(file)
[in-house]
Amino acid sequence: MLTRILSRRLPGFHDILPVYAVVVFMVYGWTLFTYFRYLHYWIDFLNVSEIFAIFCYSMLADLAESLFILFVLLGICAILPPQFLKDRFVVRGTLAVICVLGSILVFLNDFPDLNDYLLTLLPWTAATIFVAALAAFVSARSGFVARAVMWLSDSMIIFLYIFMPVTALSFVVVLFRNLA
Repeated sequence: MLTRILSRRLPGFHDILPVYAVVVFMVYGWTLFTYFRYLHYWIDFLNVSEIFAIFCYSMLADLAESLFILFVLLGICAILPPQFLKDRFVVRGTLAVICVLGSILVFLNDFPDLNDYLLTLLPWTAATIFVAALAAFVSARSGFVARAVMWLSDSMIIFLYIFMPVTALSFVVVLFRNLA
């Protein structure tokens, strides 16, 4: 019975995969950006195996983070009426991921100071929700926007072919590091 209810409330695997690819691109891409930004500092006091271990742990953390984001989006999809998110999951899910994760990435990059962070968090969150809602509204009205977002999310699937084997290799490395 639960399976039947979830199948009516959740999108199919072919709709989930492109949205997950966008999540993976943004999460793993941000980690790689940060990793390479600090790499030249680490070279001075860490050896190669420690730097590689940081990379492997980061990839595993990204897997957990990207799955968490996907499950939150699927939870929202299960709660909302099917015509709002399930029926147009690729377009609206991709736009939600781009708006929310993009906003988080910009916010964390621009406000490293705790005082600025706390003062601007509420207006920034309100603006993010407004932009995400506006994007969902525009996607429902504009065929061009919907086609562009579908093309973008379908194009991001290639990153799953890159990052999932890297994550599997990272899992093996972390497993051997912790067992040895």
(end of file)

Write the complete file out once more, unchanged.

[in-house]
Amino acid sequence: MLTRILSRRLPGFHDILPVYAVVVFMVYGWTLFTYFRYLHYWIDFLNVSEIFAIFCYSMLADLAESLFILFVLLGICAILPPQFLKDRFVVRGTLAVICVLGSILVFLNDFPDLNDYLLTLLPWTAATIFVAALAAFVSARSGFVARAVMWLSDSMIIFLYIFMPVTALSFVVVLFRNLA
Repeated sequence: MLTRILSRRLPGFHDILPVYAVVVFMVYGWTLFTYFRYLHYWIDFLNVSEIFAIFCYSMLADLAESLFILFVLLGICAILPPQFLKDRFVVRGTLAVICVLGSILVFLNDFPDLNDYLLTLLPWTAATIFVAALAAFVSARSGFVARAVMWLSDSMIIFLYIFMPVTALSFVVVLFRNLA
């Protein structure tokens, strides 16, 4: 019975995969950006195996983070009426991921100071929700926007072919590091 209810409330695997690819691109891409930004500092006091271990742990953390984001989006999809998110999951899910994760990435990059962070968090969150809602509204009205977002999310699937084997290799490395 639960399976039947979830199948009516959740999108199919072919709709989930492109949205997950966008999540993976943004999460793993941000980690790689940060990793390479600090790499030249680490070279001075860490050896190669420690730097590689940081990379492997980061990839595993990204897997957990990207799955968490996907499950939150699927939870929202299960709660909302099917015509709002399930029926147009690729377009609206991709736009939600781009708006929310993009906003988080910009916010964390621009406000490293705790005082600025706390003062601007509420207006920034309100603006993010407004932009995400506006994007969902525009996607429902504009065929061009919907086609562009579908093309973008379908194009991001290639990153799953890159990052999932890297994550599997990272899992093996972390497993051997912790067992040895």